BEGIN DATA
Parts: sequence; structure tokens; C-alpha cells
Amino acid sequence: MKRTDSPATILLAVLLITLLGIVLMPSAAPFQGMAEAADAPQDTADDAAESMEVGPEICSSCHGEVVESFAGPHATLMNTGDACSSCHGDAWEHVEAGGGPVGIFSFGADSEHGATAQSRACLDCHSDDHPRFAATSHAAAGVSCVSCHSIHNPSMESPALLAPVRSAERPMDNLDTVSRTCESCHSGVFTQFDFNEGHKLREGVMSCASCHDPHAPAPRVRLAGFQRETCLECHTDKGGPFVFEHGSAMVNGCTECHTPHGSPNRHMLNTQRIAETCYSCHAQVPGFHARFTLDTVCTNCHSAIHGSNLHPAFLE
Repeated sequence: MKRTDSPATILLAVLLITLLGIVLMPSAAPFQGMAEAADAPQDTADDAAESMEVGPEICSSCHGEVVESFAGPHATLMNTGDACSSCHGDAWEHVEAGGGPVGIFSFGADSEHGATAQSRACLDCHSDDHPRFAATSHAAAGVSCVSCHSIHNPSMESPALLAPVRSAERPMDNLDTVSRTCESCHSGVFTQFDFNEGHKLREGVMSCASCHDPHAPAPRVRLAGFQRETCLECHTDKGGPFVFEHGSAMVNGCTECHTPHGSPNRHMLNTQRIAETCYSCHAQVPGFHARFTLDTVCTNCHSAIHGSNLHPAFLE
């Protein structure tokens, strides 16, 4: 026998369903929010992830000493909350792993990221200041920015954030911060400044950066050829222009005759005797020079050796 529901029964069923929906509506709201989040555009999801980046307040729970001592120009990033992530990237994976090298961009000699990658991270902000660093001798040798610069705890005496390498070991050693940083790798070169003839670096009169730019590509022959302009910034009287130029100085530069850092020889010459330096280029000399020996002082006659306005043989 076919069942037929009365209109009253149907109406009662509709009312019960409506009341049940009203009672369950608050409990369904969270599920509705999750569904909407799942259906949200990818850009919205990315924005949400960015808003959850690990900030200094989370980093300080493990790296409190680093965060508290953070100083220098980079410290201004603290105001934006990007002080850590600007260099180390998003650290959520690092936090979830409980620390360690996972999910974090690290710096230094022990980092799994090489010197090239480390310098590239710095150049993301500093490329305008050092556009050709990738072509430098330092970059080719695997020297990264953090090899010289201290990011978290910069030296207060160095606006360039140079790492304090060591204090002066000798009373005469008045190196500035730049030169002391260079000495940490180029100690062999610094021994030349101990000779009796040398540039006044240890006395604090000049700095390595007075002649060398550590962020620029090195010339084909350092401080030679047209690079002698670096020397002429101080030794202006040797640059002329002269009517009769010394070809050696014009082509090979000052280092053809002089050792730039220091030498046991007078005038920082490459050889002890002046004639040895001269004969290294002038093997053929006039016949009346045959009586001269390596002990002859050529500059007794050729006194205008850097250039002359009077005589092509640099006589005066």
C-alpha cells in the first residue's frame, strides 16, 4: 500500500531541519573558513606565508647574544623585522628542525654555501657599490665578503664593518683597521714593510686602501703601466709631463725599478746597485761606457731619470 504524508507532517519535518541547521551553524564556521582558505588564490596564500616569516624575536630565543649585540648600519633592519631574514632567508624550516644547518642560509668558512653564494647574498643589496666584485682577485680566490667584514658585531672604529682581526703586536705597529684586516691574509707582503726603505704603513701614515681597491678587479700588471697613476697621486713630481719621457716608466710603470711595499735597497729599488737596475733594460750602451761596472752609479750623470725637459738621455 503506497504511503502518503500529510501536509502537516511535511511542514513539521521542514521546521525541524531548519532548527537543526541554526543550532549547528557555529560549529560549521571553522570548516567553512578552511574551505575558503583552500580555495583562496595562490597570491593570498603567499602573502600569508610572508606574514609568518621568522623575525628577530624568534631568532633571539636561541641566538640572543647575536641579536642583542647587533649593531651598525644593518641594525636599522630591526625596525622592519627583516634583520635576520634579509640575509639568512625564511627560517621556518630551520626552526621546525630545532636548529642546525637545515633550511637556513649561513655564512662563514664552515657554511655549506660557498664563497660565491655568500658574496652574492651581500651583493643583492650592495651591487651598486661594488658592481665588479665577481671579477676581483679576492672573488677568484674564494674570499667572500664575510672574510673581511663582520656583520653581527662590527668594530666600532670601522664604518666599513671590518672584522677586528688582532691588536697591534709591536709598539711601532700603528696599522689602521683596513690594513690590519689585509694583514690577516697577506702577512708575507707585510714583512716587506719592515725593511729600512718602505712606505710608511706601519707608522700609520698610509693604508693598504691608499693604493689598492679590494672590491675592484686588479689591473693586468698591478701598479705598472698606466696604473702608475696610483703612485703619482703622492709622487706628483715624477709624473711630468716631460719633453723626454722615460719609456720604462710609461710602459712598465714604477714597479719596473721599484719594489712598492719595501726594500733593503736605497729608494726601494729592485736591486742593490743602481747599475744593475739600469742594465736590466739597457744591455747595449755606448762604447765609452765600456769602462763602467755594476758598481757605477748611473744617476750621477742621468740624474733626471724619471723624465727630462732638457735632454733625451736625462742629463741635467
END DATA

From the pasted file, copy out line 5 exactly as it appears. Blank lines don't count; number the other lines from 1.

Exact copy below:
C-alpha cells in the first residue's frame, strides 16, 4: 500500500531541519573558513606565508647574544623585522628542525654555501657599490665578503664593518683597521714593510686602501703601466709631463725599478746597485761606457731619470 504524508507532517519535518541547521551553524564556521582558505588564490596564500616569516624575536630565543649585540648600519633592519631574514632567508624550516644547518642560509668558512653564494647574498643589496666584485682577485680566490667584514658585531672604529682581526703586536705597529684586516691574509707582503726603505704603513701614515681597491678587479700588471697613476697621486713630481719621457716608466710603470711595499735597497729599488737596475733594460750602451761596472752609479750623470725637459738621455 503506497504511503502518503500529510501536509502537516511535511511542514513539521521542514521546521525541524531548519532548527537543526541554526543550532549547528557555529560549529560549521571553522570548516567553512578552511574551505575558503583552500580555495583562496595562490597570491593570498603567499602573502600569508610572508606574514609568518621568522623575525628577530624568534631568532633571539636561541641566538640572543647575536641579536642583542647587533649593531651598525644593518641594525636599522630591526625596525622592519627583516634583520635576520634579509640575509639568512625564511627560517621556518630551520626552526621546525630545532636548529642546525637545515633550511637556513649561513655564512662563514664552515657554511655549506660557498664563497660565491655568500658574496652574492651581500651583493643583492650592495651591487651598486661594488658592481665588479665577481671579477676581483679576492672573488677568484674564494674570499667572500664575510672574510673581511663582520656583520653581527662590527668594530666600532670601522664604518666599513671590518672584522677586528688582532691588536697591534709591536709598539711601532700603528696599522689602521683596513690594513690590519689585509694583514690577516697577506702577512708575507707585510714583512716587506719592515725593511729600512718602505712606505710608511706601519707608522700609520698610509693604508693598504691608499693604493689598492679590494672590491675592484686588479689591473693586468698591478701598479705598472698606466696604473702608475696610483703612485703619482703622492709622487706628483715624477709624473711630468716631460719633453723626454722615460719609456720604462710609461710602459712598465714604477714597479719596473721599484719594489712598492719595501726594500733593503736605497729608494726601494729592485736591486742593490743602481747599475744593475739600469742594465736590466739597457744591455747595449755606448762604447765609452765600456769602462763602467755594476758598481757605477748611473744617476750621477742621468740624474733626471724619471723624465727630462732638457735632454733625451736625462742629463741635467